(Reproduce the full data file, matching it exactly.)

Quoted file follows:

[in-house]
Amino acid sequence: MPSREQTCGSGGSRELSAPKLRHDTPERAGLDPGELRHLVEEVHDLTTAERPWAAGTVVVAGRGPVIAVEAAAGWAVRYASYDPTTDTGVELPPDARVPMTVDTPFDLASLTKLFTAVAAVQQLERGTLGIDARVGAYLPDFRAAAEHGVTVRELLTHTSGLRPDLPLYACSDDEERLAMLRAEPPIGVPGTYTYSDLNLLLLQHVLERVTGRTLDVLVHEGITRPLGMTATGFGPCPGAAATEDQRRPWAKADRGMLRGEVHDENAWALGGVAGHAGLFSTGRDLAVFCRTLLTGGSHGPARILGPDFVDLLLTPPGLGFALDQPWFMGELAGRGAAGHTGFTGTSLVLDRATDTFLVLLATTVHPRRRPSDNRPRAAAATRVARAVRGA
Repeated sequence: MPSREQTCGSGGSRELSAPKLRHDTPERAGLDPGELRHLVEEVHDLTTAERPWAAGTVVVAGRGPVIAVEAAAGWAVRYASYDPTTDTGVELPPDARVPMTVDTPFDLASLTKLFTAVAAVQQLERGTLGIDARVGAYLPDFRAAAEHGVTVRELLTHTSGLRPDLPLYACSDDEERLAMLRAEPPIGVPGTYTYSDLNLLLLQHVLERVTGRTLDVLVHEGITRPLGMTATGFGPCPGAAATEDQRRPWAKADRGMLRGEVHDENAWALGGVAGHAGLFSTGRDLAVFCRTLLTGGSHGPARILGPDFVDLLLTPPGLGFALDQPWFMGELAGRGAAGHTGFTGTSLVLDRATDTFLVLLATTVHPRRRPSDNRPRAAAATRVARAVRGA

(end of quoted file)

[in-house]
Amino acid sequence: MPSREQTCGSGGSRELSAPKLRHDTPERAGLDPGELRHLVEEVHDLTTAERPWAAGTVVVAGRGPVIAVEAAAGWAVRYASYDPTTDTGVELPPDARVPMTVDTPFDLASLTKLFTAVAAVQQLERGTLGIDARVGAYLPDFRAAAEHGVTVRELLTHTSGLRPDLPLYACSDDEERLAMLRAEPPIGVPGTYTYSDLNLLLLQHVLERVTGRTLDVLVHEGITRPLGMTATGFGPCPGAAATEDQRRPWAKADRGMLRGEVHDENAWALGGVAGHAGLFSTGRDLAVFCRTLLTGGSHGPARILGPDFVDLLLTPPGLGFALDQPWFMGELAGRGAAGHTGFTGTSLVLDRATDTFLVLLATTVHPRRRPSDNRPRAAAATRVARAVRGA
Repeated sequence: MPSREQTCGSGGSRELSAPKLRHDTPERAGLDPGELRHLVEEVHDLTTAERPWAAGTVVVAGRGPVIAVEAAAGWAVRYASYDPTTDTGVELPPDARVPMTVDTPFDLASLTKLFTAVAAVQQLERGTLGIDARVGAYLPDFRAAAEHGVTVRELLTHTSGLRPDLPLYACSDDEERLAMLRAEPPIGVPGTYTYSDLNLLLLQHVLERVTGRTLDVLVHEGITRPLGMTATGFGPCPGAAATEDQRRPWAKADRGMLRGEVHDENAWALGGVAGHAGLFSTGRDLAVFCRTLLTGGSHGPARILGPDFVDLLLTPPGLGFALDQPWFMGELAGRGAAGHTGFTGTSLVLDRATDTFLVLLATTVHPRRRPSDNRPRAAAATRVARAVRGA